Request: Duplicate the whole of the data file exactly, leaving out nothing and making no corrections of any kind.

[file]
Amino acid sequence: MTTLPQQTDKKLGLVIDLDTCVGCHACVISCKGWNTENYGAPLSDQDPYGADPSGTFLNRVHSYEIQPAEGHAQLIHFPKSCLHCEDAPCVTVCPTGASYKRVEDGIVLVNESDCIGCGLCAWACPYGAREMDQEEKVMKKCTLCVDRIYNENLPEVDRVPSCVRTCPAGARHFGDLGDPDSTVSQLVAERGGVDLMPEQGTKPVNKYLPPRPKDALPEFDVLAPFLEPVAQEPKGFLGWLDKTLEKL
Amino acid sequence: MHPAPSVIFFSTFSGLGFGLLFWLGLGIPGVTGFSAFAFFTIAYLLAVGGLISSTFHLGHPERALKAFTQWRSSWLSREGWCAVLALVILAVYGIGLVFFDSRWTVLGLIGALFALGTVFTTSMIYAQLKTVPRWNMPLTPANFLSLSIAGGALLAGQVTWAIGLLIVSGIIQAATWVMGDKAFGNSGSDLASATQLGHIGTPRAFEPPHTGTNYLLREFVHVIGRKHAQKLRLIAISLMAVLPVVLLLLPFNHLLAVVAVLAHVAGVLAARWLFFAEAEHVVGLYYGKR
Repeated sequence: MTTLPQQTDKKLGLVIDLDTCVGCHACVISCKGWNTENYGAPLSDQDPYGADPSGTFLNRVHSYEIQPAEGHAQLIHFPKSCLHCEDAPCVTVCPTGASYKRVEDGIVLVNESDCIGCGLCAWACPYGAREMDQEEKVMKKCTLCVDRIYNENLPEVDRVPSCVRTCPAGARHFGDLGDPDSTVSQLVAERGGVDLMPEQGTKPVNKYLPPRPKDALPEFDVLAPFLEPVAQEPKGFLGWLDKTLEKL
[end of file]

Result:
Amino acid sequence: MTTLPQQTDKKLGLVIDLDTCVGCHACVISCKGWNTENYGAPLSDQDPYGADPSGTFLNRVHSYEIQPAEGHAQLIHFPKSCLHCEDAPCVTVCPTGASYKRVEDGIVLVNESDCIGCGLCAWACPYGAREMDQEEKVMKKCTLCVDRIYNENLPEVDRVPSCVRTCPAGARHFGDLGDPDSTVSQLVAERGGVDLMPEQGTKPVNKYLPPRPKDALPEFDVLAPFLEPVAQEPKGFLGWLDKTLEKL
Amino acid sequence: MHPAPSVIFFSTFSGLGFGLLFWLGLGIPGVTGFSAFAFFTIAYLLAVGGLISSTFHLGHPERALKAFTQWRSSWLSREGWCAVLALVILAVYGIGLVFFDSRWTVLGLIGALFALGTVFTTSMIYAQLKTVPRWNMPLTPANFLSLSIAGGALLAGQVTWAIGLLIVSGIIQAATWVMGDKAFGNSGSDLASATQLGHIGTPRAFEPPHTGTNYLLREFVHVIGRKHAQKLRLIAISLMAVLPVVLLLLPFNHLLAVVAVLAHVAGVLAARWLFFAEAEHVVGLYYGKR
Repeated sequence: MTTLPQQTDKKLGLVIDLDTCVGCHACVISCKGWNTENYGAPLSDQDPYGADPSGTFLNRVHSYEIQPAEGHAQLIHFPKSCLHCEDAPCVTVCPTGASYKRVEDGIVLVNESDCIGCGLCAWACPYGAREMDQEEKVMKKCTLCVDRIYNENLPEVDRVPSCVRTCPAGARHFGDLGDPDSTVSQLVAERGGVDLMPEQGTKPVNKYLPPRPKDALPEFDVLAPFLEPVAQEPKGFLGWLDKTLEKL